China, Japan and South Korea can marshal a collaborative response to COVID-19

13 April 2020

By Choong Yong Ahn, Chung-Ang University

This article first appeared on East Asia Forum

With the spread of COVID-19 triggering global economic disruptions and threatening a repeat of the 2008 financial market meltdown, it’s time for high East Asian economic performers like China, Japan and South Korea (CJK) to marshal their experience and resources to fight the pandemic.

Faced with the collapse of cross-border supply chains, the CJK countries might lose their position as a global manufacturing hub. They are also suffering from the devastating halt of intra-regional tourism. There has never been a better time to test the underlying spirit of the December 2019 Chengdu Trilateral Summit. There, the three CJK leaders jointly issued the Trilateral Cooperation Vision for the Next Decade to realise a ‘free, non-discriminatory, transparent, predictable and stable trade and investment environment’ in Northeast Asia.

At the end of February, China and South Korea recorded the first and second-largest number of confirmed cases of COVID-19 in the world respectively. China has since managed to control its domestic spread, but it still has cases imported from overseas. In South Korea, the infection curve has flattened somewhat, but there are still cases of imported infections. Japan is now showing a rising infection curve.

In the two to three months since the pandemic broke out, each CJK country has taken a different approach to fighting the virus. China has relied on sealing its border, mass testing and enforcing regional lockdown. Japan kept its borders open, had targeted testing and loose social isolation. And South Korea also kept borders open but imposed mass testing and loose social isolation.

The CJK countries, as the early ‘whipping boys’, now possess a big database that could be used for improving collective preventive measures, and in much-needed global vaccine development.

The CJK economies are so deeply interconnected that they can easily transmit the virus to each other. They are in the same boat in the fight to contain COVID-19 and stop the free fall of their deeply integrated economies.

The CJK countries first need to extinguish the spreading pandemic wildfire. Only then can they revive supply chains, restore intra-regional travel and ensure financial stability, and engineer a V-shaped economic recovery. Within the agreed Chengdu Summit framework, the CJK trio need to establish trilateral public health and economy ministerial meetings as quickly and frequently as possible to address these urgent collective action agendas.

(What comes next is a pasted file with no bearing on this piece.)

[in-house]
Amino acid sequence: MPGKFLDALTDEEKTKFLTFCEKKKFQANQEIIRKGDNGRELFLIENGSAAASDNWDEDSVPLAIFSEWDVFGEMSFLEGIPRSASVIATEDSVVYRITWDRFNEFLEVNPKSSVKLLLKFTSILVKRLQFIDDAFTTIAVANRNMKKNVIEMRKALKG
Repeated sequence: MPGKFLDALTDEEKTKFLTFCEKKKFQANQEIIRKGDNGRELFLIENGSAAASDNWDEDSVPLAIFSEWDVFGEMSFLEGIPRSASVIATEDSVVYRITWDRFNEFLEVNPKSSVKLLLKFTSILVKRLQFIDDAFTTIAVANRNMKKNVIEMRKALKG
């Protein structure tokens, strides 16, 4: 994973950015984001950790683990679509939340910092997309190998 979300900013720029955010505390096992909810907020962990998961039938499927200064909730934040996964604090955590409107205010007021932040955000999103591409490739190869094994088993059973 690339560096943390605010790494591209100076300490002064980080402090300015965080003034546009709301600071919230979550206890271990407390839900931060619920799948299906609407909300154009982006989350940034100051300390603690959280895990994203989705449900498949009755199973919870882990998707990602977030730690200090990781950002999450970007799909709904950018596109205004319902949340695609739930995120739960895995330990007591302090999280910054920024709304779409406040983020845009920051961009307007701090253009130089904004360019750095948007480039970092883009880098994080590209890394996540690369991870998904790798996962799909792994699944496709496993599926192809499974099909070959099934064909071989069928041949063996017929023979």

It’s critical that the CJK countries share accurate and timely data on the spread of COVID-19 in terms of age group, gender and sub-region, and on the effectiveness of isolation policies and treatments. This will help develop better methods to control the virus not only in these three countries, but around the world. The three countries could also collaborate to manufacture medical supplies and equipment, and to keep key components from being subject to export controls.

As the three countries work to contain the coronavirus in the coming months, they need to settle on an ‘exit strategy’ for economic revival, starting with when and how to lift travel restrictions for business travellers and then tourists. They also need to remove tariffs and non-tariff barriers as much as possible to revive supply chains quickly. This will help provide lifelines to small and medium-sized enterprises.

The three countries must also prepare for the potential financial fallout such as international liquidity shortages and exchange rate volatility. Encouragingly, the United States offered currency swap arrangements with nine other economies in March, including South Korea. It might be useful for Korea and Japan to reinstate their currency swap agreement that expired three years ago. Korea and China could also increase the scope of their existing currency swap arrangement.

To counter a looming depression and massive unemployment, most countries are resorting to one of the largest expansionary fiscal and monetary policies in modern times. Beyond country-specific policies for individual economic revival, CJK countries should also coordinate to ensure regional macroeconomic stability.

The ongoing global public health crisis — dubbed ‘the greatest challenge to mankind since World War II’ by UN Secretary General Antonio Guterres — is an opportunity for CJK countries to deepen mutual trust and build confidence. They will undoubtedly succeed in controlling the pandemic in the months ahead. But the three countries must also work to reduce the risk of a second wave of infections. They need to search together for preventive measures against not only this pandemic, but also a variety of possible future disasters resulting from climate change, fine dust, littering and pollution.

The post-COVID-19 world is likely to be a very different one. But a model of collaboration between China, Japan and South Korea, despite lingering historical issues, would offer a silver lining. The three countries should think about how to manage their shared problems collectively now, while they still can.

Choong Yong Ahn is Distinguished Professor at the Graduate School of International Studies, Chung-Ang University, Seoul.

This article is part of an EAF special feature series on the novel coronavirus crisis and its impact.

The themes in this article are drawn from the author’s presentation on 2 April 2020 at the ‘China–Japan–ROK Industrial Cooperation amid Global Spread of the COVID-19’ webinar, organised by China Institute for Reform and Development.